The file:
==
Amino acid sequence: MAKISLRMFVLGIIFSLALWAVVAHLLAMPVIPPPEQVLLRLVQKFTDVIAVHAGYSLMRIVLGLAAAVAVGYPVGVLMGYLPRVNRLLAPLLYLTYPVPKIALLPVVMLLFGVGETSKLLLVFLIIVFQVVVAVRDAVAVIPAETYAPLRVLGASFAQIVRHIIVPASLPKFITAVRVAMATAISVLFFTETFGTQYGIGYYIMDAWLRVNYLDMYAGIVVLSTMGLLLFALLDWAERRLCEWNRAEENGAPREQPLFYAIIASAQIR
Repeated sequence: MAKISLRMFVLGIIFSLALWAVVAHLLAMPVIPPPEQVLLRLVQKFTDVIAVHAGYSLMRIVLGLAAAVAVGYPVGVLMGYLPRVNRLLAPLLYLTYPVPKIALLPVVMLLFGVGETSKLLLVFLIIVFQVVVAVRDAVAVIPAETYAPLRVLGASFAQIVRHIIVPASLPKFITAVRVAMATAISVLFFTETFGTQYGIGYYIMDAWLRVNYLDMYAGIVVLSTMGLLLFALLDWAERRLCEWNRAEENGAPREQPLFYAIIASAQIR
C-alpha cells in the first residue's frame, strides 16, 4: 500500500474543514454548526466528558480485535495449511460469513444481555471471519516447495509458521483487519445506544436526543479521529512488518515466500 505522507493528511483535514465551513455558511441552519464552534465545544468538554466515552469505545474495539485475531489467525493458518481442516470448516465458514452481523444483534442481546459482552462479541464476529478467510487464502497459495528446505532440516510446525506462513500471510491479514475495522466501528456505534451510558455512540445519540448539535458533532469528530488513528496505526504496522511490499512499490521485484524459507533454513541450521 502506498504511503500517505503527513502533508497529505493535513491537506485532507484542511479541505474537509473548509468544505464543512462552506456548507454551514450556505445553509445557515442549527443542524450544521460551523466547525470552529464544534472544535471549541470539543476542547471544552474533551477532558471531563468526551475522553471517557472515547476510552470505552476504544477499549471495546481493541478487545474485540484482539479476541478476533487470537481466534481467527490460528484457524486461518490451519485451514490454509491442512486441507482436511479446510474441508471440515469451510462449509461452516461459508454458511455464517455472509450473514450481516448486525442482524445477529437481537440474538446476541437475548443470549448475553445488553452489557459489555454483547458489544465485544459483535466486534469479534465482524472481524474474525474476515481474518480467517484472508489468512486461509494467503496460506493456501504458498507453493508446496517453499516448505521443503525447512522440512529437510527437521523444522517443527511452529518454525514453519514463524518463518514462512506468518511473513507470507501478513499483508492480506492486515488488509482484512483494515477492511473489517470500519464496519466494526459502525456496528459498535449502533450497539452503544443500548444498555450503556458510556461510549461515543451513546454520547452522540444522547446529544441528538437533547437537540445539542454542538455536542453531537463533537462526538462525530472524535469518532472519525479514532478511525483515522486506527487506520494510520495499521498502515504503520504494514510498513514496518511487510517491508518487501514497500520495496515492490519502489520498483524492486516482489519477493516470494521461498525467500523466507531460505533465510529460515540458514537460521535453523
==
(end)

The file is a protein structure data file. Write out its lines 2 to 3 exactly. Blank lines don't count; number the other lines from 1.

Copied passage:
Repeated sequence: MAKISLRMFVLGIIFSLALWAVVAHLLAMPVIPPPEQVLLRLVQKFTDVIAVHAGYSLMRIVLGLAAAVAVGYPVGVLMGYLPRVNRLLAPLLYLTYPVPKIALLPVVMLLFGVGETSKLLLVFLIIVFQVVVAVRDAVAVIPAETYAPLRVLGASFAQIVRHIIVPASLPKFITAVRVAMATAISVLFFTETFGTQYGIGYYIMDAWLRVNYLDMYAGIVVLSTMGLLLFALLDWAERRLCEWNRAEENGAPREQPLFYAIIASAQIR
C-alpha cells in the first residue's frame, strides 16, 4: 500500500474543514454548526466528558480485535495449511460469513444481555471471519516447495509458521483487519445506544436526543479521529512488518515466500 505522507493528511483535514465551513455558511441552519464552534465545544468538554466515552469505545474495539485475531489467525493458518481442516470448516465458514452481523444483534442481546459482552462479541464476529478467510487464502497459495528446505532440516510446525506462513500471510491479514475495522466501528456505534451510558455512540445519540448539535458533532469528530488513528496505526504496522511490499512499490521485484524459507533454513541450521 502506498504511503500517505503527513502533508497529505493535513491537506485532507484542511479541505474537509473548509468544505464543512462552506456548507454551514450556505445553509445557515442549527443542524450544521460551523466547525470552529464544534472544535471549541470539543476542547471544552474533551477532558471531563468526551475522553471517557472515547476510552470505552476504544477499549471495546481493541478487545474485540484482539479476541478476533487470537481466534481467527490460528484457524486461518490451519485451514490454509491442512486441507482436511479446510474441508471440515469451510462449509461452516461459508454458511455464517455472509450473514450481516448486525442482524445477529437481537440474538446476541437475548443470549448475553445488553452489557459489555454483547458489544465485544459483535466486534469479534465482524472481524474474525474476515481474518480467517484472508489468512486461509494467503496460506493456501504458498507453493508446496517453499516448505521443503525447512522440512529437510527437521523444522517443527511452529518454525514453519514463524518463518514462512506468518511473513507470507501478513499483508492480506492486515488488509482484512483494515477492511473489517470500519464496519466494526459502525456496528459498535449502533450497539452503544443500548444498555450503556458510556461510549461515543451513546454520547452522540444522547446529544441528538437533547437537540445539542454542538455536542453531537463533537462526538462525530472524535469518532472519525479514532478511525483515522486506527487506520494510520495499521498502515504503520504494514510498513514496518511487510517491508518487501514497500520495496515492490519502489520498483524492486516482489519477493516470494521461498525467500523466507531460505533465510529460515540458514537460521535453523